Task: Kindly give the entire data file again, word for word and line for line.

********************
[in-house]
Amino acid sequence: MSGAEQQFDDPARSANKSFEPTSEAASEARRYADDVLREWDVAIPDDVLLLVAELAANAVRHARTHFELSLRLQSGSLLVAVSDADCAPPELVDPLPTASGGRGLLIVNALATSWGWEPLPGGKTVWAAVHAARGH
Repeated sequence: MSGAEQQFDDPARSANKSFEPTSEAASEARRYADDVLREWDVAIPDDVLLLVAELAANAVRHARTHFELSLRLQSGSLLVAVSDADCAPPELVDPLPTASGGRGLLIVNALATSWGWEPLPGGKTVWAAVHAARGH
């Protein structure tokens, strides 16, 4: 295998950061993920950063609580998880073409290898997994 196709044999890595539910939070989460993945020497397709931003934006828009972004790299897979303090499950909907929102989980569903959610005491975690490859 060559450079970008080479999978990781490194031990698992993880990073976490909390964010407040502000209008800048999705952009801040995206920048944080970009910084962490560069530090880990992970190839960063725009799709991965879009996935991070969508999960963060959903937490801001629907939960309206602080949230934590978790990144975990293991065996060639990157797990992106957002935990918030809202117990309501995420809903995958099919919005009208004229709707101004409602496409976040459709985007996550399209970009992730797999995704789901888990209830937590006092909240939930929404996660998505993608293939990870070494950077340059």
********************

[in-house]
Amino acid sequence: MSGAEQQFDDPARSANKSFEPTSEAASEARRYADDVLREWDVAIPDDVLLLVAELAANAVRHARTHFELSLRLQSGSLLVAVSDADCAPPELVDPLPTASGGRGLLIVNALATSWGWEPLPGGKTVWAAVHAARGH
Repeated sequence: MSGAEQQFDDPARSANKSFEPTSEAASEARRYADDVLREWDVAIPDDVLLLVAELAANAVRHARTHFELSLRLQSGSLLVAVSDADCAPPELVDPLPTASGGRGLLIVNALATSWGWEPLPGGKTVWAAVHAARGH
């Protein structure tokens, strides 16, 4: 295998950061993920950063609580998880073409290898997994 196709044999890595539910939070989460993945020497397709931003934006828009972004790299897979303090499950909907929102989980569903959610005491975690490859 060559450079970008080479999978990781490194031990698992993880990073976490909390964010407040502000209008800048999705952009801040995206920048944080970009910084962490560069530090880990992970190839960063725009799709991965879009996935991070969508999960963060959903937490801001629907939960309206602080949230934590978790990144975990293991065996060639990157797990992106957002935990918030809202117990309501995420809903995958099919919005009208004229709707101004409602496409976040459709985007996550399209970009992730797999995704789901888990209830937590006092909240939930929404996660998505993608293939990870070494950077340059």